While Judge Hand’s Nichols quote has been repeated by courts around the country, much of the law on point has been created by the Ninth Circuit. Initially, that court came down firmly against a broad view of copyright protection for characters, drawing a distinction between when a character “is only the chessman in the game of telling the story,” in which case no protection attaches, and when a character constitutes “the story being told” when the character may be protected. 3 Hammett sold the motion picture rights to his novel The Maltese Falcon to Warner Bros., which produced a very popular movie featuring Humphrey Bogart as the main character, Sam Spade. Thereafter, Hammett granted CBS the right to make a radio series entitled The Adventures of Sam Spade. Nothing appeared in the radio series from the novel except for the Sam Spade character. Warner Bros. argued that its exclusive right to the novel precluded CBS’s use. The court found that there was no protection for fictional characters like Sam Spade, reasoning that literary characters are difficult to delineate and therefore may be nothing more than an unprotected idea: “The characters of an author’s imagination and the art of his descriptive talent, like a painter’s is like a person with his penmanship, are always limited and always falls into limited patterns. The restriction argued for [protection for the character] is unreasonable, and would affect the very opposite of the statute’s purpose which is to encourage the production of the arts.” 4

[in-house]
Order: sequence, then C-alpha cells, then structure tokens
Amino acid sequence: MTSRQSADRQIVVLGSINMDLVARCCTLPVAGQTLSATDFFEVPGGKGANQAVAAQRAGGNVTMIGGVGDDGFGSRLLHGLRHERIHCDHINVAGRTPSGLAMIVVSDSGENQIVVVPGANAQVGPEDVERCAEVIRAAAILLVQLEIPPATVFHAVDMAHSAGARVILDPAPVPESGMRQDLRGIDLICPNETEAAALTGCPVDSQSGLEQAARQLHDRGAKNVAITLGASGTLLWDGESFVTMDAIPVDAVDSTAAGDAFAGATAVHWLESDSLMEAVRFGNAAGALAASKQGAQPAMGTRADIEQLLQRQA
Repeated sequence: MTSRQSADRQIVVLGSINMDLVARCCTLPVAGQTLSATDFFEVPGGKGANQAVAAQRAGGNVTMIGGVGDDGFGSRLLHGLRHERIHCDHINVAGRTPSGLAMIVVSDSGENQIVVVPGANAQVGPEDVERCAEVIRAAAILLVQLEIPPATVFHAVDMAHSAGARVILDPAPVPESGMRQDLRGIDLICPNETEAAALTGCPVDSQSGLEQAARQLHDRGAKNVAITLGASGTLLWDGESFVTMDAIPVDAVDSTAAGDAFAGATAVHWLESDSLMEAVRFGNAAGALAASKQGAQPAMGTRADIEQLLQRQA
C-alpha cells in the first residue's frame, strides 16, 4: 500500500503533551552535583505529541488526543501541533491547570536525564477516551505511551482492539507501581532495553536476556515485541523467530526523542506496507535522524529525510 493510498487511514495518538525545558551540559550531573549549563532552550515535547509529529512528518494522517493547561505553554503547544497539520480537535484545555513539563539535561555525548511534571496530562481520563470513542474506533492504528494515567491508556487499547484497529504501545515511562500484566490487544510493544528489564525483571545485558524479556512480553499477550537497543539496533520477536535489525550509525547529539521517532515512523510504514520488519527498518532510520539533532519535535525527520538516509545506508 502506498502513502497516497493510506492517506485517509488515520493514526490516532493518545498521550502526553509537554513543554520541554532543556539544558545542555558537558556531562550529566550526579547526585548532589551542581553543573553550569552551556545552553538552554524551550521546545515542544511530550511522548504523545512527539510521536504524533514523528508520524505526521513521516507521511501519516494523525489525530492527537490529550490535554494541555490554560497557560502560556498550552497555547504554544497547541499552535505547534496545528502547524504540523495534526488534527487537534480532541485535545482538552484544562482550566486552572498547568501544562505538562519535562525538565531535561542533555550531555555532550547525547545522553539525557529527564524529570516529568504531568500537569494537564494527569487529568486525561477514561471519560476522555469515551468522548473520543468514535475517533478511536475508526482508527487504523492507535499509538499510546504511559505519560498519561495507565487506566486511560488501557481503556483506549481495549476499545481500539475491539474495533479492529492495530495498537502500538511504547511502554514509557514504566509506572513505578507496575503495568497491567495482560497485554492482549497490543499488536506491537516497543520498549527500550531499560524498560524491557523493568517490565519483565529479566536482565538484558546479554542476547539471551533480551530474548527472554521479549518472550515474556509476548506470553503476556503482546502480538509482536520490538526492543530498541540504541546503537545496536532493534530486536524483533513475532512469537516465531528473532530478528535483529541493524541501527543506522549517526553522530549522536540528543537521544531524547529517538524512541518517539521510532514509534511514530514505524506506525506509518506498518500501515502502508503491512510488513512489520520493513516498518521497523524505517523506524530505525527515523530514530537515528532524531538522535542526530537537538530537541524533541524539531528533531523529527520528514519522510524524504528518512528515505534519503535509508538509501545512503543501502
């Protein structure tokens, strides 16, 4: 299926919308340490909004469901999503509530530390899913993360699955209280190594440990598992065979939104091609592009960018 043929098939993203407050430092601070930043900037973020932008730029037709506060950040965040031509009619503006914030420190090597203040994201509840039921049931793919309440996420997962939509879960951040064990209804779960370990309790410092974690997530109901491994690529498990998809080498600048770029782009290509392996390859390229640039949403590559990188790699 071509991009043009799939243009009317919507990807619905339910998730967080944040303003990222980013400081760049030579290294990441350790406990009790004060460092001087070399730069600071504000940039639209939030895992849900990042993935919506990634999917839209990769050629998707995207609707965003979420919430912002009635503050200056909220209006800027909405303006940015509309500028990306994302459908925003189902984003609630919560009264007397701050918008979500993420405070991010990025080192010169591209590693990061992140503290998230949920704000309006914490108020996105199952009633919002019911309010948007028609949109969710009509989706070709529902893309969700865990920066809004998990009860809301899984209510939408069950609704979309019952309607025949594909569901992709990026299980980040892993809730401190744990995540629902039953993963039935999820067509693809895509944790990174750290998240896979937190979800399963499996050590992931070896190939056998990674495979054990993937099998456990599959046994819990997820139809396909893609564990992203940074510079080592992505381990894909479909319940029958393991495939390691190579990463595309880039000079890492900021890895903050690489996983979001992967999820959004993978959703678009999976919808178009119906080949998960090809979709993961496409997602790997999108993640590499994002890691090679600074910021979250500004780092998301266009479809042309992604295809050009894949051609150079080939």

The Ninth Circuit revisited this question in Walt Disney Prods. v. Air Pirates, where the defendant published an underground comic book with well-known Disney characters engaged in activities “antithetical to the accepted Mickey Mouse world of scrub faces, bright smiles, and happy endings.” 5 Noting that comic book characters have “physical as well as conceptual qualities, [and are] more likely to contain some unique elements of expression,” the court struggled to limit the Sam Spade case to its particular facts, in effect cabining that decision to literary characters, not illustrated ones. 6 Subsequently, this distinction was extended to characters visually depicted in a television series or a movie 7 and to characters that “have displayed consistent, widely identifiable traits.” 8